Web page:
Presented by Symantec
The CDM program holds a lot of promise for federal agencies and automation is the key capability needed to ensure this happens.
This past May, the departments of Commerce and Homeland Security reported that a shortage of federal cyber security workers continues to pose a daunting challenge that will only get worse. These findings were not surprising as the government as a whole is struggling with workforce and resource issues. But, they do indicate that the government needs to look at new approaches, especially when dealing with such a mission-critical issue as cyber security.
But even though the federal government continues to struggle to find people with needed technical skills, that does not mean agencies get a pass on implementing important cyber security initiatives. Perhaps the most notable cyber security program in place is the Department of Homeland Security’s Continuous Diagnostics and Mitigation Program, better known as CDM.
CDM calls on federal agencies to improve their cyber monitoring through four capabilities:
- Capability 1: What is on the network?
- Capability 2: Who is on the network?
- Capability 3: What is happening on the network?
- Capability 4: How is data protected?
Although most agencies have already progressed through the first two capabilities, as the program’s name suggests, the goal is not to simply monitor networks at one given time. The goal is to know in real-time what is occurring on the network.
And that is where the government’s cyber security workforce comes in. Even if agencies were 100 percent staffed, the tasks laid out in CDM would not be fully achievable. The answer lies in modern cyber security technologies, and that includes solutions that use automation and artificial intelligence to monitor networks, helping to take the human element out of every task. For example, incorporating automation into a CDM deployment can simplify the process of provisioning; provide analytic capabilities to scour logs; initiate updates; or any other task that requires manual intervention.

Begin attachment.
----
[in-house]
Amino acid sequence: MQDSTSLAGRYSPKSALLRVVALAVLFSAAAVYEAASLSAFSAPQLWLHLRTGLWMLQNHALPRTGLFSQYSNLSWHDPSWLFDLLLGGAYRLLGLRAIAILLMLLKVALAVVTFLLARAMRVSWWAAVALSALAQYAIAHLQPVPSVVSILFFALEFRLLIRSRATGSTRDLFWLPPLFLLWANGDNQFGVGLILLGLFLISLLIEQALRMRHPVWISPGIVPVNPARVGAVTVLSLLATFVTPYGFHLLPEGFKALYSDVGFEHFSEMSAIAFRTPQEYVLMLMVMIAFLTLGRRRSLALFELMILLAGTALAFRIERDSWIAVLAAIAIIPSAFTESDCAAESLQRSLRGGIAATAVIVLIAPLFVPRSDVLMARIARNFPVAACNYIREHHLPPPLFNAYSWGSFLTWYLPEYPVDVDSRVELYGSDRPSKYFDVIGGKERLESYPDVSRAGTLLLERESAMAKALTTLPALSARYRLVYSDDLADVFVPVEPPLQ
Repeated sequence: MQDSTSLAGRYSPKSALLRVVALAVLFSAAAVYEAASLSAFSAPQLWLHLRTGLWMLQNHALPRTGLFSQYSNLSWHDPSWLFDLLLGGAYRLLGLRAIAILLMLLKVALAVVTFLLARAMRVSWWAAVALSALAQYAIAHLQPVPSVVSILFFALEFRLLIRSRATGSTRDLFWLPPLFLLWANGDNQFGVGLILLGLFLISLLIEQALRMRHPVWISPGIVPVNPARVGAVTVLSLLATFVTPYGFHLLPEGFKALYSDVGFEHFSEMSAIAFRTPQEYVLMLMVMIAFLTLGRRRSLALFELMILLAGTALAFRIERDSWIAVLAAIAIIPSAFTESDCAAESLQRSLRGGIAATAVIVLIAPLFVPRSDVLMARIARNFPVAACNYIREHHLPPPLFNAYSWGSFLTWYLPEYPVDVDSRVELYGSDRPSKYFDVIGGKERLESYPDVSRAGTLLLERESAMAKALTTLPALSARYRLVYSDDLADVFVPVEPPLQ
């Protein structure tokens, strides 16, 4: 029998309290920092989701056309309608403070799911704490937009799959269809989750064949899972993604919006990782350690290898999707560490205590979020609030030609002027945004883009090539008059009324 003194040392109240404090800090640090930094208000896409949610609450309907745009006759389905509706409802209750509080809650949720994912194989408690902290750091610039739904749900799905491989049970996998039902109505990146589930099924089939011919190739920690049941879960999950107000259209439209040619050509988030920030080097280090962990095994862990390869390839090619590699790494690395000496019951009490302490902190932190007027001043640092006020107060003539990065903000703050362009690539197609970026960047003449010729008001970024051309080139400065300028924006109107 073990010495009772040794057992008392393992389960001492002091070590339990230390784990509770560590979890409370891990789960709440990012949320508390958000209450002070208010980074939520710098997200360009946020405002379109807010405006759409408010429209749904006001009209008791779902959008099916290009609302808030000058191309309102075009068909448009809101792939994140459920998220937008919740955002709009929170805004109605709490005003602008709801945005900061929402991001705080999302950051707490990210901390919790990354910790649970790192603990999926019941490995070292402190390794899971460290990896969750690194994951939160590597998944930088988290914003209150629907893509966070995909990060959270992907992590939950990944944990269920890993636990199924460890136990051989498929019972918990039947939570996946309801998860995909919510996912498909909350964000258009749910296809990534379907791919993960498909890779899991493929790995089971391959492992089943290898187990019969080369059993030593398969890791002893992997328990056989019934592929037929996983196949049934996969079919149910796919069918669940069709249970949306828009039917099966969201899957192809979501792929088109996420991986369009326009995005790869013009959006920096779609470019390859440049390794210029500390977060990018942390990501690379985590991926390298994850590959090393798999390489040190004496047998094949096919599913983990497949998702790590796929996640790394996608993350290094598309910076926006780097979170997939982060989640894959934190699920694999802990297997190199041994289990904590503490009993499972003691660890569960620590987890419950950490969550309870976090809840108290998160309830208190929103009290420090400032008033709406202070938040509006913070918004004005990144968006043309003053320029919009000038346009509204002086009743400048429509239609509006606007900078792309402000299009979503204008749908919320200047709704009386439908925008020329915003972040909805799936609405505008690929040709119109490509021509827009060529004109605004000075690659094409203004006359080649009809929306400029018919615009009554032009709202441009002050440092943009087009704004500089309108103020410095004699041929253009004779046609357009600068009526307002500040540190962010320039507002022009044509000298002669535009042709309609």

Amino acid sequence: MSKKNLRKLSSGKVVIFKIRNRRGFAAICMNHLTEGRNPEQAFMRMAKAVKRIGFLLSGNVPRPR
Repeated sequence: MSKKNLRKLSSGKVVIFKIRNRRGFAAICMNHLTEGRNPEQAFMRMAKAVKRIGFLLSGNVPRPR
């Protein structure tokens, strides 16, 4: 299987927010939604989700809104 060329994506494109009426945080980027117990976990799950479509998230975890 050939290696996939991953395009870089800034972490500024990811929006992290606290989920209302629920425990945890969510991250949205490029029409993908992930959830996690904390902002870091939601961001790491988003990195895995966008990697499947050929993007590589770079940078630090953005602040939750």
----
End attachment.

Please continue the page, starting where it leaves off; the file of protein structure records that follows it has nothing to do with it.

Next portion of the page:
Benefits of Automation
In the past, federal agencies would have attempted to pursue a continuous monitoring strategy by purchasing disparate products and turning to teams of employees and consultants to conduct the monitoring and reporting. This is clearly not a viable option anymore. By integrating automation into the mix, agencies will benefit from the following:
- Integration with existing security tools and threat intelligence sources
- Faster response times to security events
- A simplified investigation process
- Minimization of the damage from attacks
- Reduction in time spent reacting to false positives
- Reduction of manual processes
- Integration with IT operations tools
- Cost savings
The CDM program holds a lot of promise for federal agencies. It has forced a number of federal agencies to invest in cyber security and to truly think about the state of their network. As agencies look to continue forward with CDM and other cyber security measures, they must realize that human reinforcements are not coming. Instead, they must look to advances in technology that can make the job of the cyber workforce that is in place much more efficient. Automation is the capability needed to ensure this happens.
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Chris leads a team dedicated to working with Federal agencies to improve their security postures, while reducing cost and complexity. With 20 years of experience, Chris is committed to advancing government cybersecurity.